The next day the sun invaded the valley early as we breakfasted, packed and made lunch for the trip out. We climbed yesterdays downhill and dropped to the swing bridge that spans the Hopkins River from the Dodger terrace. As an alternative route back we crossed the bridge and rode a well-used stock track that wanders over the adjacent tussock flats. This eventually climbed into the Beech forest to Cullers Hut. We checked out the hut and the track up the Elcho Valley, but were soon back on the bikes peddling across the shingle bed of Elcho Stream to the Alpine Club’s Elcho Hut.
Elcho Hut exhibits lots of character, new paint and climbing memorabilia inside and out, with views to climb into. Its front lawn was a great place to snack before we headed over the main flow of the Hopkins back to the main 4WD track just below the Dazzler Pinnacles. A slight tail wind eased us along to Red Hut and back across the Hopkins to the Monument Hut. The warmth of day had raise the river temperature to just above freezing. Long shadows seemingly followed our every move, distorted by the moving terrain on the final few kilometres back to camp and our previous days start point. Our sunbathing solar showers was soon hung from an appropriate tree and delivered the best shower ever two tired and dusty mountain bikers.
Maps: Tasman H37, Twizel H38
Distance: 44kms return
Camping: DOC Temple Campsite.
Access: From SH8 South of Twizel head up the Lake Ohau Road past the lake to Temple Campsite or the end of the gravel road.
Notes: Be aware of nesting birds in the riverbeds from August to December, don’t run over their eggs. Extreme weather can roll into these high mountains any time of year so go prepared. Treat all the river crossings with great respect. There is an excellent network of huts all in good nick.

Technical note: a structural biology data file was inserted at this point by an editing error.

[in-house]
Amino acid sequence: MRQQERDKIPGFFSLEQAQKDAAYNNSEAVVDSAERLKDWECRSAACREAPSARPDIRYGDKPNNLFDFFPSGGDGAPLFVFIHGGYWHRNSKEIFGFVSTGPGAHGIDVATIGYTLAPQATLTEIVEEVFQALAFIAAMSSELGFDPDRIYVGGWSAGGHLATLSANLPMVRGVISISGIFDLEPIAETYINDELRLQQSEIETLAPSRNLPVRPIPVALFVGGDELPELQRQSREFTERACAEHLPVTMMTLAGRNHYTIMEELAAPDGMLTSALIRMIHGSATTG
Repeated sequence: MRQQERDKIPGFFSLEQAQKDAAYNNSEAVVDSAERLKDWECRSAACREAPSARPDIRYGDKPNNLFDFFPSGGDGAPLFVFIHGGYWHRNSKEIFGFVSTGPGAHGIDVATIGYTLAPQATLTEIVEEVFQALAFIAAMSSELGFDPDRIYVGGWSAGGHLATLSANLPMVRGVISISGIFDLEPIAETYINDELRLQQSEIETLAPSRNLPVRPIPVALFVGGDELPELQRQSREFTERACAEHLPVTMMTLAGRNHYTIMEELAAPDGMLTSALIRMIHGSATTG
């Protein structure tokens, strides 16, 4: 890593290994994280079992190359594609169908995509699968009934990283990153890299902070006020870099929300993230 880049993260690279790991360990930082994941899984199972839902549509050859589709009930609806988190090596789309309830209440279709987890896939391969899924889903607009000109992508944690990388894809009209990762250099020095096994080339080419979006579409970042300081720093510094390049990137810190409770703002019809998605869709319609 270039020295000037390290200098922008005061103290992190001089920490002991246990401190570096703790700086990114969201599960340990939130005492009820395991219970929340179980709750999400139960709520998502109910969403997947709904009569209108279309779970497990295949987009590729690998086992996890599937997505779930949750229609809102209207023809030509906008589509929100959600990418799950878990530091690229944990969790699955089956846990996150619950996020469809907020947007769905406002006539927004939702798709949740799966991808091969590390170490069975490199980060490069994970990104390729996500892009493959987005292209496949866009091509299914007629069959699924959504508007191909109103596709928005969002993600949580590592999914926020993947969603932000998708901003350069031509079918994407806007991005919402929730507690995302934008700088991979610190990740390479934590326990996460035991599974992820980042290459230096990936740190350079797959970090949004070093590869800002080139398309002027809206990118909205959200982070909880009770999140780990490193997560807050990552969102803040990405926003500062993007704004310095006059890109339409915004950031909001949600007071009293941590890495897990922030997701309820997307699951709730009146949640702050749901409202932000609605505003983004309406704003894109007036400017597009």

Your overnight MTB adventure list.
After the getting fit bit, the planning and maps bit, its time to pack the kit bit and book the weather.
The most important thing is weight, the less the better so you can enjoy all that great technical single track and arrive at your destination without a sore butt. The good news is you don’t have to compromise comfort or safety to achieve this.
- A lightweight pack of 20-25 litres with a waist harness should do the trick. Just remember if the pack is too long it will push your helmet over your eyes on those steep and gnarly downhills.
- The smallest sleeping bag you can find that packs down well.
- A pot for two or three bods and fit into it your tiny gas burner and gas canister padded out with spare socks to stop everything from rattling.
- A Waterproof jacket is a must along with a down jacket for the winter months, the ones that pack down tiny. Lightweight weatherproof leggings are also a good addition
- Extra clothing: A long sleeve skin layer for in the hut, long johns, hat and gloves.
- Take: Candle, torch, matches, high-energy food eg: pasta, rice, tuna salami, cheese, pita bread, miniature steam puddings yummy, dried fruit & nuts, muesli bars and cake, yeh.
- Tools: pump, tube, puncture repair kit, lube, tyre levers, chain breaker & spare chain joining link, multitool and a sharp knife.